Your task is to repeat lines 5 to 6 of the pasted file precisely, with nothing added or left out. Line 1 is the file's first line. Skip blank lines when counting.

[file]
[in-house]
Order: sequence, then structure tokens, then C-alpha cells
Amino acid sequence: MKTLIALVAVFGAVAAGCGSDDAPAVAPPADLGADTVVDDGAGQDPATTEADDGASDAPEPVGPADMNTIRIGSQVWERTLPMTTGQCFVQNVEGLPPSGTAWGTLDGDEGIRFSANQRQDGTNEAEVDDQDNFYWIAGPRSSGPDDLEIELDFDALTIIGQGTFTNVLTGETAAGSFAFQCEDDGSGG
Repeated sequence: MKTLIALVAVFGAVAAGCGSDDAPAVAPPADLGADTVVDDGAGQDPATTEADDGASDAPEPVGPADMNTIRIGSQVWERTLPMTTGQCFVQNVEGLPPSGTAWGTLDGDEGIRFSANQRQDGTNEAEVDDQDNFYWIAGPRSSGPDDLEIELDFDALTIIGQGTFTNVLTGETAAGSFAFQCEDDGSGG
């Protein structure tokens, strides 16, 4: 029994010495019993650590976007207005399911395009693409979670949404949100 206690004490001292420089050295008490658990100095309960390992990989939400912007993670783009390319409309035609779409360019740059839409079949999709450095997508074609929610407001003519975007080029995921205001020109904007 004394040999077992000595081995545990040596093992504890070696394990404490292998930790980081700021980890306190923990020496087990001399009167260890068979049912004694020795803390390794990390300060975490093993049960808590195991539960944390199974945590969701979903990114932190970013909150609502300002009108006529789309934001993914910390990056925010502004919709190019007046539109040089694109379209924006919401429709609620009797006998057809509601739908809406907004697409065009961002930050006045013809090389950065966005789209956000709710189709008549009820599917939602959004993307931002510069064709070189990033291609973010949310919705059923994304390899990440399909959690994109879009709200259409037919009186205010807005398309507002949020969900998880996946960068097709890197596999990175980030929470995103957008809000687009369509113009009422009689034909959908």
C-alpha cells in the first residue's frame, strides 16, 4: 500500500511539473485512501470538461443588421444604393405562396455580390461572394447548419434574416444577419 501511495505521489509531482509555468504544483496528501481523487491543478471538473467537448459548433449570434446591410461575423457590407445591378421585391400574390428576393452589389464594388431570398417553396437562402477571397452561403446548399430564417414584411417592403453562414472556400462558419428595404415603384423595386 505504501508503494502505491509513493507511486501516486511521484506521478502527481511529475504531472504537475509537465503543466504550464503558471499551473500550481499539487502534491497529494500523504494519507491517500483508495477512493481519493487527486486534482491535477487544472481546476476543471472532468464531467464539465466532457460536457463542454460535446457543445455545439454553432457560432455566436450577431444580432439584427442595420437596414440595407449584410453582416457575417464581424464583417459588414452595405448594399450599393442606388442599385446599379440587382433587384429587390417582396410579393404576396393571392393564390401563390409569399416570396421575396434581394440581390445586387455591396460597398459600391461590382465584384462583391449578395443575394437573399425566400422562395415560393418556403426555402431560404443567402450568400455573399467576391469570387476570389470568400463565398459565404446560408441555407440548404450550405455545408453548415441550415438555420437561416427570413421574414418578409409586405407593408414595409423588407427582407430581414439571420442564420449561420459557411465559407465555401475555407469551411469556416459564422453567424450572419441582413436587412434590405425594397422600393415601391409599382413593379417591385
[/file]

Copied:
């Protein structure tokens, strides 16, 4: 029994010495019993650590976007207005399911395009693409979670949404949100 206690004490001292420089050295008490658990100095309960390992990989939400912007993670783009390319409309035609779409360019740059839409079949999709450095997508074609929610407001003519975007080029995921205001020109904007 004394040999077992000595081995545990040596093992504890070696394990404490292998930790980081700021980890306190923990020496087990001399009167260890068979049912004694020795803390390794990390300060975490093993049960808590195991539960944390199974945590969701979903990114932190970013909150609502300002009108006529789309934001993914910390990056925010502004919709190019007046539109040089694109379209924006919401429709609620009797006998057809509601739908809406907004697409065009961002930050006045013809090389950065966005789209956000709710189709008549009820599917939602959004993307931002510069064709070189990033291609973010949310919705059923994304390899990440399909959690994109879009709200259409037919009186205010807005398309507002949020969900998880996946960068097709890197596999990175980030929470995103957008809000687009369509113009009422009689034909959908």
C-alpha cells in the first residue's frame, strides 16, 4: 500500500511539473485512501470538461443588421444604393405562396455580390461572394447548419434574416444577419 501511495505521489509531482509555468504544483496528501481523487491543478471538473467537448459548433449570434446591410461575423457590407445591378421585391400574390428576393452589389464594388431570398417553396437562402477571397452561403446548399430564417414584411417592403453562414472556400462558419428595404415603384423595386 505504501508503494502505491509513493507511486501516486511521484506521478502527481511529475504531472504537475509537465503543466504550464503558471499551473500550481499539487502534491497529494500523504494519507491517500483508495477512493481519493487527486486534482491535477487544472481546476476543471472532468464531467464539465466532457460536457463542454460535446457543445455545439454553432457560432455566436450577431444580432439584427442595420437596414440595407449584410453582416457575417464581424464583417459588414452595405448594399450599393442606388442599385446599379440587382433587384429587390417582396410579393404576396393571392393564390401563390409569399416570396421575396434581394440581390445586387455591396460597398459600391461590382465584384462583391449578395443575394437573399425566400422562395415560393418556403426555402431560404443567402450568400455573399467576391469570387476570389470568400463565398459565404446560408441555407440548404450550405455545408453548415441550415438555420437561416427570413421574414418578409409586405407593408414595409423588407427582407430581414439571420442564420449561420459557411465559407465555401475555407469551411469556416459564422453567424450572419441582413436587412434590405425594397422600393415601391409599382413593379417591385